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EXCLUSIVE: Shutterfly Could Be Up For Sale

NEW YORK (TheStreet) –– Several private equity firms, including the ones that competed to acquire Getty Images, have recently considered bids for online digital photo storage and conversion service Shutterfly (SFLY - Get Report) and the company could be acquired in the second half of the year, according to people familiar with the situation.

One individual suggested the company could fetch in excess of $2 billion in a buyout.

These people did not rule out strategic bidders, but noted the company's stock performance is something that might make it more attractive to private equity bidders, which have been hard-pressed to put capital to work in the current deal cycle.

Getty Images was sold in a heated auction in 2012, after Hellman & Friedman dealt it to Carlyle Group, which had competition from several firms. That transaction valued Getty at more than $3 billion.

One source said private equity firm TPG Capital, which competed in the Getty bidding, had expressed preliminary interest in acquiring Shutterfly, and that it is likely that some of the other bidders for Getty would vie for the Redwood City, Calif.-based digital image company.

Other potential bidders suggested by another banker include Warburg Pincus and Silver Lake Partners.

Strategics are also likely to bid, another source said, pointing — surprisingly — to online property auction house Zillow (Z - Get Report) as a possible buyer; Zillow hasn't been shy about deploying capital on deals this summer — it took out its biggest online competitor, Trulia Inc., in a $3.5 billion merger earlier this summer.

While Zillow may not seem like the most natural partner for Shutterfly, the company's various home decor, community, social and scrapbooking elements have potential synergies with the online property listing service, which relies heavily on algorithm-based advertising formulas to generate sales.

Shutterfly's main business is allowing customers to store their digital photos and turn them into printed albums, posters, coffee mugs and other products. The company is particularly attractive to PE firms because of the enormous warehouse of Kodak Gallery images it bought in a bankruptcy auction from Eastman Kodak Co. in 2012, for the then-low price of $23.8 million. According to media reports, that deal moved up to nine billion images into the Shutterfly's photo library. The deal also eliminated a longtime competitor to Shutterfly: Kodak Gallery was established as Ofoto in 1999, the same year Shutterfly was founded.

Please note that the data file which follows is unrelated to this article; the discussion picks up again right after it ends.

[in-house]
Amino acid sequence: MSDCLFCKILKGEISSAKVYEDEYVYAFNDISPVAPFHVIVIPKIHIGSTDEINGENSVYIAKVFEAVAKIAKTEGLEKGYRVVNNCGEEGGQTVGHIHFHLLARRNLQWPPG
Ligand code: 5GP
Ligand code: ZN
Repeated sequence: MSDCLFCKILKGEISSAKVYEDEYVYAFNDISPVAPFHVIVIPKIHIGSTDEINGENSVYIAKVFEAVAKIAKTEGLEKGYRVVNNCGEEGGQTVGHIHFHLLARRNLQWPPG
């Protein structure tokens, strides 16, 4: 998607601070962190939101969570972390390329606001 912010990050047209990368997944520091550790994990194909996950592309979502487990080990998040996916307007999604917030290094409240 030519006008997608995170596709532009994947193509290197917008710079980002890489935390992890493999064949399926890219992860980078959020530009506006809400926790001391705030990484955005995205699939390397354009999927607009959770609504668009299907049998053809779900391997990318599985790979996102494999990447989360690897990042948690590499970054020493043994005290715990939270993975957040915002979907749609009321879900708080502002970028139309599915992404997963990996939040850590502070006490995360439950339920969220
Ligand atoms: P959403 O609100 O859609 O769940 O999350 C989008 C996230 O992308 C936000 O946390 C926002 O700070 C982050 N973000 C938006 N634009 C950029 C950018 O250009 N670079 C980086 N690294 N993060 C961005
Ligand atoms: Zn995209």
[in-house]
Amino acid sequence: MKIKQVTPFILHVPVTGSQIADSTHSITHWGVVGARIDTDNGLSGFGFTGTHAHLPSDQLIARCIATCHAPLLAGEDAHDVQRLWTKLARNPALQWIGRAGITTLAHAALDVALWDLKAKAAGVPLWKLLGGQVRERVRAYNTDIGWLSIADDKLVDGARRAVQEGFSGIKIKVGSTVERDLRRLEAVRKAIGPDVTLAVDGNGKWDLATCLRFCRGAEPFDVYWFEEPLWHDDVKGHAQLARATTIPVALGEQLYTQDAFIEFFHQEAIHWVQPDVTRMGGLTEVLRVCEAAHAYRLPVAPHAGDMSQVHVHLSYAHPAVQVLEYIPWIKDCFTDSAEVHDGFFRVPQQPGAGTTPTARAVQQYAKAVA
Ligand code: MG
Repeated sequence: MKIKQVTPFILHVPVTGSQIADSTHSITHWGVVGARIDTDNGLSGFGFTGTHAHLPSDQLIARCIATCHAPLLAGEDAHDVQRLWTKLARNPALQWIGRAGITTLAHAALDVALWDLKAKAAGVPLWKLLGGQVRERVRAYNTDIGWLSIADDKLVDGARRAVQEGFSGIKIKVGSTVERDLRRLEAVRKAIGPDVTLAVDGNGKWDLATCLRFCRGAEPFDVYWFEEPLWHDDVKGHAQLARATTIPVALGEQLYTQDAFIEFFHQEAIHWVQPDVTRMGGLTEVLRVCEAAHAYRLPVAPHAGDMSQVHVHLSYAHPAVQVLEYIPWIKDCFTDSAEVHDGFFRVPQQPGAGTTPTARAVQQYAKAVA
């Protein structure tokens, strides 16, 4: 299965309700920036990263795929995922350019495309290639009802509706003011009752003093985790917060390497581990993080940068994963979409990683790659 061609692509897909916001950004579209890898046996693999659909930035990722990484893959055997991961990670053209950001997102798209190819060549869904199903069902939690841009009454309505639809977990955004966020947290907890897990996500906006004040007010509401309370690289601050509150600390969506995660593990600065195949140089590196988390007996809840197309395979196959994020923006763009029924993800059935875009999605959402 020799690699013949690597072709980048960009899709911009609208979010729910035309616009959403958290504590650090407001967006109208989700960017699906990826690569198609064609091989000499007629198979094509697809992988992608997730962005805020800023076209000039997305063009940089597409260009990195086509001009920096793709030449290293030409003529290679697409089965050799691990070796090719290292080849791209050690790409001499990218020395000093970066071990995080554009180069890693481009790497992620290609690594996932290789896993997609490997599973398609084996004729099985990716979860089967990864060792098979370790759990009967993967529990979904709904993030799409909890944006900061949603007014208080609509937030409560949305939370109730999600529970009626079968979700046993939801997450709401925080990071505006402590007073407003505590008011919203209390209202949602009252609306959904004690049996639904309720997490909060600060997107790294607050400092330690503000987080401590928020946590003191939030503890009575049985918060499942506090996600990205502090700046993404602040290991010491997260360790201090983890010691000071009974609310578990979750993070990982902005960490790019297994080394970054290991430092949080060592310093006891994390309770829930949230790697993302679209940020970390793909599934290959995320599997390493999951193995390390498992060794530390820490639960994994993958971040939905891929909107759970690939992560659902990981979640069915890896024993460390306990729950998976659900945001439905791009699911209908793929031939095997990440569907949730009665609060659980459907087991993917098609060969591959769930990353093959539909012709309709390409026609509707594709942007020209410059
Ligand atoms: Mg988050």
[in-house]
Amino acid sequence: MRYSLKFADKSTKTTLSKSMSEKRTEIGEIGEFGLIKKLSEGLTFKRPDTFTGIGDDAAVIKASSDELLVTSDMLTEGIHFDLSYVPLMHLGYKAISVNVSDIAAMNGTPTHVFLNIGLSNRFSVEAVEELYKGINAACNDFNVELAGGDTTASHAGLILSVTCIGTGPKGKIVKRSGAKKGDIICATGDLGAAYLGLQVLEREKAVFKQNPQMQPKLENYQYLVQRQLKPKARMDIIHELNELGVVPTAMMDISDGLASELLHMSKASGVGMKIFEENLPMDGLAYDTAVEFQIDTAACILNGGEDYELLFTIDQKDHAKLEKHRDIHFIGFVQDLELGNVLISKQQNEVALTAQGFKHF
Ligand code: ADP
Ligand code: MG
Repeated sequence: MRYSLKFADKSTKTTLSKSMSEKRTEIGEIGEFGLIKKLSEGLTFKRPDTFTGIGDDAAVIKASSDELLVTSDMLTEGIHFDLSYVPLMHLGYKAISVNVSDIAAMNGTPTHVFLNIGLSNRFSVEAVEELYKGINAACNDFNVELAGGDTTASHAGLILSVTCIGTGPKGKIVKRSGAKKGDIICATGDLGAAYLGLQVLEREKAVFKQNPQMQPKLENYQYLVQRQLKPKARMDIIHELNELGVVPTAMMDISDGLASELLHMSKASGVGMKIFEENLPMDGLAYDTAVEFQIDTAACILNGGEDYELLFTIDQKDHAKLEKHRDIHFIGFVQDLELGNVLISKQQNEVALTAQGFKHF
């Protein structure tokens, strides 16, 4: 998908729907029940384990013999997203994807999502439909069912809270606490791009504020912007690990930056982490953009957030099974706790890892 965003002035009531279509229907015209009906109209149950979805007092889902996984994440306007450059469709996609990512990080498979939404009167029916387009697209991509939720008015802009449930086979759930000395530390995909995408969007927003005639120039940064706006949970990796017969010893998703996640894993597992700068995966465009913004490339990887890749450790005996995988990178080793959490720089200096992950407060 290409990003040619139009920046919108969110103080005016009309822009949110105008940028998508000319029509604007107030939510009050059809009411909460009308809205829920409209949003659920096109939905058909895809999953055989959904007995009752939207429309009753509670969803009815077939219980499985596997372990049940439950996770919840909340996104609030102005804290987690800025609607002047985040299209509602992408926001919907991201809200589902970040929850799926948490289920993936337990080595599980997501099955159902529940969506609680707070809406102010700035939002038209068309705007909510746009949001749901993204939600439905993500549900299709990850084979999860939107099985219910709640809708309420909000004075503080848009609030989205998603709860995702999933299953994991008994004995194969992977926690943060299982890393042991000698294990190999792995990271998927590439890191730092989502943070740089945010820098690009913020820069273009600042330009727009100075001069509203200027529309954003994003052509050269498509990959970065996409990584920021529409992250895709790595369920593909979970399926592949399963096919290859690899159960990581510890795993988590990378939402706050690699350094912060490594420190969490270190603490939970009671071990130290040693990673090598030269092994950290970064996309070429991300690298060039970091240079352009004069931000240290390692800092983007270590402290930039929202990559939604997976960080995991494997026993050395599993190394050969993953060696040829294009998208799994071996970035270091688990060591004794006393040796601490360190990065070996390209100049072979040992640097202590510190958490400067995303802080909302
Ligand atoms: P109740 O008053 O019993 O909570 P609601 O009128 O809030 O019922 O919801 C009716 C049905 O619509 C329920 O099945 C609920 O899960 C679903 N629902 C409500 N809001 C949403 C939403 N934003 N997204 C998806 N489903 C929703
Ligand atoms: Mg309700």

The company also bought Tiny Prints in 2011, in a $141 million transaction, adding to its roster a maker of cards and other stationery. The company went on an M&A binge over an 18-month period, but hasn't made a deal in almost 12 months.

Other pickups for Shutterfly include Photoccino, an Israel-based developer of analysis and ranking technologies, also in 2012, reportedly for about $20 million. It also spent, according to TechCrunch, $25 million to buy ThisLife, a sharing and storage product in 2013. Other 2013 deals included acquisitions of online photo and video equipment rental company BorrowLenses, and R and R Images, another stationery company. 2013 also was the year Shutterfly bought MyPublisher, an online photo book software company.

While Shutterfly's stock price trajectory hasn't been matching the bull market's pace, it hasn't been as poor as other would-be tech targets. Shares have lost about 6% so far this year, and more than 12% over the last 12 months. On July 30, the company reported a net loss of $27.1 million, up from $11.8 million in the prior year period. Revenues were $159.1 million, a 19% increase from the second quarter last year.

The company's shares spiked early in July when Bloomberg reported that Shutterfly hired Qatalyst Partners to assist in a possible sale.

Carlyle did not comment when reached for this story. Shutterfly declined to comment. TPG did not respond to a request for comment. Silver Lake declined to comment and Warburg Pincus did not respond by press time.

--Written by Jon Marino in New York

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